Aluminum panels from Lorin ensure durability of the decorative and functional metal building exterior
Recently the City of Austin, Texas built a new central library building, designed by architects Lake Flato Architects and Shepley Bulfinch. The architects chose perforated anodized aluminum from Lorin Industries, Inc. to serve as a central façade design element. The new Austin Central Library building, opened to the public in October 2017, makes full use of the functional and aesthetic benefits of perforated anodized aluminum panels, providing shade for the building and its entrances. A large panel incorporates literary quotations which are visible on the building’s floor. The panels add to the overall building aesthetic as light shines through the metal.
Austin Central Library project background
The new Austin Central Library is a 200,000-square-foot building serving the entire community of Austin, Texas. Lake Flato Architects and Shepley Bulfinch designed the library to be a gathering place for all of the citizens of Austin, with a large six-story atrium serving as “the new living room for Austin,” as described by Jonathan Smith of Lake Flato Architects. Around the edges of the atrium there are a variety of spaces designed for different kinds of activities including public computers, shared learning rooms, co-working spaces and more.
The rest of the building features a number of other dedicated spaces: a traditional quiet reading room, half of an entire floor of the six-story building dedicated to children and teens, and plenty of space for books and other lendable materials. On top of the 6th floor roof is a rooftop outdoor reading garden, with a live shade oak tree.
The library building is situated on a site that functions as a gateway to downtown Austin, Smith explained, and so the exterior of the building was designed to suit the site itself and to be in conversation with surrounding buildings, including the City Hall building just four blocks away. Much of the building façade is constructed with local limestone and on the South side, cantilevering off the building, is a metal façade component that serves as a set of large screened-in porches overlooking the nearby lake.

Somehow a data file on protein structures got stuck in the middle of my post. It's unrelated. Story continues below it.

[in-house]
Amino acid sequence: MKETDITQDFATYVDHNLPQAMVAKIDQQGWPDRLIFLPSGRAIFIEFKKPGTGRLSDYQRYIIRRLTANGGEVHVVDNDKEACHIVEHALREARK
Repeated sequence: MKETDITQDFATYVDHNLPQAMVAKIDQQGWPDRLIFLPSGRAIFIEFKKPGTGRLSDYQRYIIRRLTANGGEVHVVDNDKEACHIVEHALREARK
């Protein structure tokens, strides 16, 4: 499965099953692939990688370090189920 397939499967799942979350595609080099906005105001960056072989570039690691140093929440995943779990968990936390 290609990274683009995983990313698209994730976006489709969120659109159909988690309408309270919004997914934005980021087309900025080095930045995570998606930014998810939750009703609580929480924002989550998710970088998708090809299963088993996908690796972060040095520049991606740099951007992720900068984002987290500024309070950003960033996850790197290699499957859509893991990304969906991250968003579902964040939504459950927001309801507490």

Perforated anodized aluminum as a central design element
Early on architects knew they wanted a unique exterior for the building. They wanted to use aluminum for its low weight and high recycled content as the building is on track for LEED Platinum certification. In particular, the architects wanted corrugated perforated aluminum with a deeper and more three-dimensional look for the screened porch section of the building exterior, and chose anodized aluminum over coatings for this reason.
The search for such a material led them to Lorin Industries Inc., a global industry leader in continuous coil anodizing of aluminum. Lorin’s unique aluminum anodizing process not only provides the kind of textured, three-dimensional appearance that the architects were searching for, but also protects the metal from corrosion, ensuring durability and a long lifespan.
The architects worked with Lorin experts to produce and compare samples of different colored aluminum panels alongside the local limestone that would form the other portion of the building exterior.
With these samples and a larger mockup, the teams worked together to finalize the color and finally to produce the panels, framing and closures for the corrugated perforated aluminum exterior. The panels feature different levels of perforation based on where they are located, with different patterns or percentages of the metal open to provide more shade or greater visibility. Panels of the Lorin anodized aluminum fold off the façade and become the entry canopies over the three main entries of the building, providing shade and a unified exterior appearance.
Benefits of perforated anodized aluminum